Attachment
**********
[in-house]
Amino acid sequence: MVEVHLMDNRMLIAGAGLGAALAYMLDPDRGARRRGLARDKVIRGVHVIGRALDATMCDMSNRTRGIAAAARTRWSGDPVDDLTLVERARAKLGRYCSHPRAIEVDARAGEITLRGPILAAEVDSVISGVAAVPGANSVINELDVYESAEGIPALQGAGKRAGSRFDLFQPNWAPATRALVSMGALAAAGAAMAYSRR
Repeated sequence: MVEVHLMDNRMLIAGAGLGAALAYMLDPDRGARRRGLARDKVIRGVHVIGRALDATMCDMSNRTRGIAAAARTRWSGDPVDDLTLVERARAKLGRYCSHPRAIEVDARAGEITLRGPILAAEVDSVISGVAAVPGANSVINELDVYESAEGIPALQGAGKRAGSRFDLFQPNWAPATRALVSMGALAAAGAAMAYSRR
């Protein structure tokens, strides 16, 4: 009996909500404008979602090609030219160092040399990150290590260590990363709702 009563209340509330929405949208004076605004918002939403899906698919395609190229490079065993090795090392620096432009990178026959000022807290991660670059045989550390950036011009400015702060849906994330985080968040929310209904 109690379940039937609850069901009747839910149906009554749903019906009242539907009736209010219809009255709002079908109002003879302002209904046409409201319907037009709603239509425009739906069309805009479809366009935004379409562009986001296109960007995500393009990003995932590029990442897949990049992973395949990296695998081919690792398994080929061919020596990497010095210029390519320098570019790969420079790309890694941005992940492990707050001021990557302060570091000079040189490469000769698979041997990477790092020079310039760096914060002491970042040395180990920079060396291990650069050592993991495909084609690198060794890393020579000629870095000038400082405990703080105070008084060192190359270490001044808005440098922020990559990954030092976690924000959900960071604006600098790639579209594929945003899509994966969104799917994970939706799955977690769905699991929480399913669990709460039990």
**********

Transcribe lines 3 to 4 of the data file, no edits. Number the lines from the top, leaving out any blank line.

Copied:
Repeated sequence: MVEVHLMDNRMLIAGAGLGAALAYMLDPDRGARRRGLARDKVIRGVHVIGRALDATMCDMSNRTRGIAAAARTRWSGDPVDDLTLVERARAKLGRYCSHPRAIEVDARAGEITLRGPILAAEVDSVISGVAAVPGANSVINELDVYESAEGIPALQGAGKRAGSRFDLFQPNWAPATRALVSMGALAAAGAAMAYSRR
């Protein structure tokens, strides 16, 4: 009996909500404008979602090609030219160092040399990150290590260590990363709702 009563209340509330929405949208004076605004918002939403899906698919395609190229490079065993090795090392620096432009990178026959000022807290991660670059045989550390950036011009400015702060849906994330985080968040929310209904 109690379940039937609850069901009747839910149906009554749903019906009242539907009736209010219809009255709002079908109002003879302002209904046409409201319907037009709603239509425009739906069309805009479809366009935004379409562009986001296109960007995500393009990003995932590029990442897949990049992973395949990296695998081919690792398994080929061919020596990497010095210029390519320098570019790969420079790309890694941005992940492990707050001021990557302060570091000079040189490469000769698979041997990477790092020079310039760096914060002491970042040395180990920079060396291990650069050592993991495909084609690198060794890393020579000629870095000038400082405990703080105070008084060192190359270490001044808005440098922020990559990954030092976690924000959900960071604006600098790639579209594929945003899509994966969104799917994970939706799955977690769905699991929480399913669990709460039990």